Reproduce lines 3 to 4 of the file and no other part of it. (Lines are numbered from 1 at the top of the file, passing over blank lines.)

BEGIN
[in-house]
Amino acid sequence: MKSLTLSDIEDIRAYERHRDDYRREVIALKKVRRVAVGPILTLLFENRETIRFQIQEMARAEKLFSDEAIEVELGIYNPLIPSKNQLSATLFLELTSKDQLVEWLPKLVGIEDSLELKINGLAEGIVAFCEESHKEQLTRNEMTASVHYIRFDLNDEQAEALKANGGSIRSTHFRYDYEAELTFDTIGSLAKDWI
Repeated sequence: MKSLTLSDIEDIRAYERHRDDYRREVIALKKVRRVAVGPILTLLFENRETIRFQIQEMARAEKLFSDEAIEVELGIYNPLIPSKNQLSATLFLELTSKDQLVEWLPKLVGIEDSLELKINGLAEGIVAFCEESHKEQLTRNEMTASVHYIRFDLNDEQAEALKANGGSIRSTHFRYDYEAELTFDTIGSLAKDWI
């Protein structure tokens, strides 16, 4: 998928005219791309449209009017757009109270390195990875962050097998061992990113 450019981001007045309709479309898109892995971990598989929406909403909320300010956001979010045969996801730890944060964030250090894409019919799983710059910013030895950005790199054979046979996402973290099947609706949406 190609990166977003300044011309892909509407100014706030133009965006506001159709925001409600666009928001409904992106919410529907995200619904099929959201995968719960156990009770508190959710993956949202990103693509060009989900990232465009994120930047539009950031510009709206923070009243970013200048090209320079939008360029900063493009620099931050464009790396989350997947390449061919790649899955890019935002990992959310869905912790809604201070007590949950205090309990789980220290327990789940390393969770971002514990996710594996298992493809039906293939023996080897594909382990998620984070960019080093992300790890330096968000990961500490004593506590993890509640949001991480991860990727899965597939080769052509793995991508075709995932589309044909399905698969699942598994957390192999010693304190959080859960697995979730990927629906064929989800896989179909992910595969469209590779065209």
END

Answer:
Repeated sequence: MKSLTLSDIEDIRAYERHRDDYRREVIALKKVRRVAVGPILTLLFENRETIRFQIQEMARAEKLFSDEAIEVELGIYNPLIPSKNQLSATLFLELTSKDQLVEWLPKLVGIEDSLELKINGLAEGIVAFCEESHKEQLTRNEMTASVHYIRFDLNDEQAEALKANGGSIRSTHFRYDYEAELTFDTIGSLAKDWI
């Protein structure tokens, strides 16, 4: 998928005219791309449209009017757009109270390195990875962050097998061992990113 450019981001007045309709479309898109892995971990598989929406909403909320300010956001979010045969996801730890944060964030250090894409019919799983710059910013030895950005790199054979046979996402973290099947609706949406 190609990166977003300044011309892909509407100014706030133009965006506001159709925001409600666009928001409904992106919410529907995200619904099929959201995968719960156990009770508190959710993956949202990103693509060009989900990232465009994120930047539009950031510009709206923070009243970013200048090209320079939008360029900063493009620099931050464009790396989350997947390449061919790649899955890019935002990992959310869905912790809604201070007590949950205090309990789980220290327990789940390393969770971002514990996710594996298992493809039906293939023996080897594909382990998620984070960019080093992300790890330096968000990961500490004593506590993890509640949001991480991860990727899965597939080769052509793995991508075709995932589309044909399905698969699942598994957390192999010693304190959080859960697995979730990927629906064929989800896989179909992910595969469209590779065209």